Three albums in, Jordan Rakei has focused his attention on humanity and the brightest corners of life, and in doing so, crafted the record fans have been waiting for.
Rakei’s name has been on the lips of music creators and consumers since his Groove Curse E.P in 2014. His electric soul was magnetic and songs like “Add The Bassline” and “Alright” have become essentials for anyone well-versed in South London’s lucrative music scene.
Rakei’s charm is in his musical breadth. He is a multi-instrumental talent that never ceases to stuff his sound with the newest and most exciting production. Rakei indulged in this in his first two records and it worked, taking hard turns in a more experimental direction. With Origin, Rakei has centred himself, finding his footing in a crevice between soulful trip-hop and polished conventional pop.
While Wallflower excelled in creativity, it became self-serving towards the second half. For his third record, Rakei has harvested an impressive array of hooks from his creative vault that keep your attention focused throughout. From the vocally dynamic album-opener “Mad World” to the wholesome soul of “Mantra” this record holds its own throughout.
As mentioned, long-time fans will be breathing sighs of relief with singles “Say Something” and “Rolling Into One” which capitalise on the smoothness of Rakei’s lower range vibrato to create addictive and funky hooks. The verses of both songs show off the ambiguous sass of his style while riding their intricate and warm instrumentation.
Whether it’s due to his closely-knit creative community or recent writing sessions with CHIC’s Nile Rodgers, Rakei is able to repeatedly remind you how capable he is of infusing elements of electronic and dance music into alternative pop. This is especially true of album highlight “You & Me” which is built upon descending minor chords that ooze sounds of Motown. This is then contradicted with a chorus that sounds like something by Homeshake’s Peter Sagar yet somehow culminates in one of his best songs he has ever released.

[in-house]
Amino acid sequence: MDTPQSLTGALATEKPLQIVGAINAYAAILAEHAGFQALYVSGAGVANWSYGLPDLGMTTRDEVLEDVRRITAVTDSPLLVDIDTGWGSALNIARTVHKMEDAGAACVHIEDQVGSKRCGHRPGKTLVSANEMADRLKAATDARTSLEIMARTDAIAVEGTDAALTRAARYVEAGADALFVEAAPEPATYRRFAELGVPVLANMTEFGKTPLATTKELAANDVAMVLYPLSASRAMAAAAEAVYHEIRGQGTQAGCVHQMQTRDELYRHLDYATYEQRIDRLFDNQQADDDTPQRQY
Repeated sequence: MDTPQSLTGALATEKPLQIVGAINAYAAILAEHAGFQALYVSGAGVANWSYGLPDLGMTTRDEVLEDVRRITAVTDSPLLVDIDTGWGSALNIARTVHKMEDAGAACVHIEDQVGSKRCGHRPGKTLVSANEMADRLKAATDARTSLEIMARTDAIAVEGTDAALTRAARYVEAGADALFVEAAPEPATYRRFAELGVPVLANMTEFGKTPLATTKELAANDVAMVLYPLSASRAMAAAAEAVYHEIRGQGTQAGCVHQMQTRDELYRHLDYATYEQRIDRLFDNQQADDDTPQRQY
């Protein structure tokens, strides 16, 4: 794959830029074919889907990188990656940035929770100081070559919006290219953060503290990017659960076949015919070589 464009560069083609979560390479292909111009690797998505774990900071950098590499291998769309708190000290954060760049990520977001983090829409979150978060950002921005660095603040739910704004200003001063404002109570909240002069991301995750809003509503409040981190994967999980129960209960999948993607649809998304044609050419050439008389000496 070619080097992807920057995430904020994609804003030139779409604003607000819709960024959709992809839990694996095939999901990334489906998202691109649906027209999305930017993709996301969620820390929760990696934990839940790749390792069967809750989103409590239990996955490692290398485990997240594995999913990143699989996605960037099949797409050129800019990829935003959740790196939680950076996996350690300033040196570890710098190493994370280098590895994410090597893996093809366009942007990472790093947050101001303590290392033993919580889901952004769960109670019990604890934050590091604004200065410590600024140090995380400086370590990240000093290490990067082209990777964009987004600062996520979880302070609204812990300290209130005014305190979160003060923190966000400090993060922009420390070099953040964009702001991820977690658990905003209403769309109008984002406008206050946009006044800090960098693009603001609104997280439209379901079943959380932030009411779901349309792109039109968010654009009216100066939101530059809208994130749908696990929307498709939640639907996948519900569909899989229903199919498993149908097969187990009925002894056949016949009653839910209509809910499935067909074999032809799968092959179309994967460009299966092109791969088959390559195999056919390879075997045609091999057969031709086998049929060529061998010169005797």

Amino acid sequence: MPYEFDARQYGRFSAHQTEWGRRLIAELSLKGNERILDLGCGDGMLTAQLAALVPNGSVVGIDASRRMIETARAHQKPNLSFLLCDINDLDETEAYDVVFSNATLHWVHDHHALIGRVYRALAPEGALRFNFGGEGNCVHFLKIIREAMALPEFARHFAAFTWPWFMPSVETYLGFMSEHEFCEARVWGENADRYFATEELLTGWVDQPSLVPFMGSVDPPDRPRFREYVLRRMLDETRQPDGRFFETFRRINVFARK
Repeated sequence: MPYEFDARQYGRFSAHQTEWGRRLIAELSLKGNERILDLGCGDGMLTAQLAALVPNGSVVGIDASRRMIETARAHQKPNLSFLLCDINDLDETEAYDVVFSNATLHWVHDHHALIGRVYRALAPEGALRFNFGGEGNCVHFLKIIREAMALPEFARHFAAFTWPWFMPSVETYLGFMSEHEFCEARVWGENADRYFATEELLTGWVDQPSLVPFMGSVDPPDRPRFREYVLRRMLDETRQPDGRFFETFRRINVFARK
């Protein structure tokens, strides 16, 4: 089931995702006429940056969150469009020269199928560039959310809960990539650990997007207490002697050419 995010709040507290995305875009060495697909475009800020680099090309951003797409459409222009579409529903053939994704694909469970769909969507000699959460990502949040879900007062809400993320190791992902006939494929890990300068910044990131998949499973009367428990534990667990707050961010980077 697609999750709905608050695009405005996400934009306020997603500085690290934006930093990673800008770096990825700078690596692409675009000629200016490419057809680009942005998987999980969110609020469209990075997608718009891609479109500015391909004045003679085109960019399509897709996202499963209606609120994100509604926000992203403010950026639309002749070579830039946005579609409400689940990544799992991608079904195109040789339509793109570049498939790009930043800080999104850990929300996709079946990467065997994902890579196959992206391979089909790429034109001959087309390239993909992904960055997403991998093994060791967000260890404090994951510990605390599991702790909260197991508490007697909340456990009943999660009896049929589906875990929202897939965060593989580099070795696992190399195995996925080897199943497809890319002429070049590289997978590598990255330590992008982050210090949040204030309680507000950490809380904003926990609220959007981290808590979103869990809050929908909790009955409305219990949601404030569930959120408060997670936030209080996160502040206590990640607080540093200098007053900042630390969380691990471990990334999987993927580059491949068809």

Lyrically, these songs are almost religious in their ambiguity. Songs like “Speak” are a testament to this, where lyrics like “I’ve been looking for a reason / I’ve been holding on for more / I want something to believe in / Cause I’ve lived like this too long” really demonstrate to us an artist discussing politics on a spiritual level.
In moments, it’s easy to get lost in Rakei’s storytelling. He is asking us all to focus more on using our mouths to speak, rather than our thumbs. His frustration with technology mixes with anecdotes of personal relationships which sometimes makes sense and sometimes does not.
The Daniel Caesar-esque “Moda” is the crux of Rakei’s confusion. Lyrics like “Am I fit for consumption? / Have we forfeited the need of pleasure?” help deliver a message to listeners that in becoming better connected we have become distant. This sentiment is a common topic for musicians and journalists and sadly, Rakei does little more than scratch the surface of a hugely interesting topic.
Often, he refers to lakes and rivers as holy places to clean his soul. It’s clear that Rakei has found himself guilty of those faults he criticises in this album, however, in the Stevie Wonder-inspired final song, “Mantra”, Rakei meditates a greater level of satisfaction in communicating with those he loves without the interference of technology. “I believe in my / tradition / I believe there’s love / I believe in us” he repeats throughout the anthemic curtain closer.
Perhaps taking note of the success of his contemporaries, Rakei has channelled Zak Abel’s soulful vocals on album-opener “Mad World”, Tom Misch’s instrumentational experimentation on “You & Me” and Alfa Mist’s bravery on “Wildfire”. Together, this has delivered a truly interesting album that is sure to maintain Rakei’s notoriety amongst artists and listeners.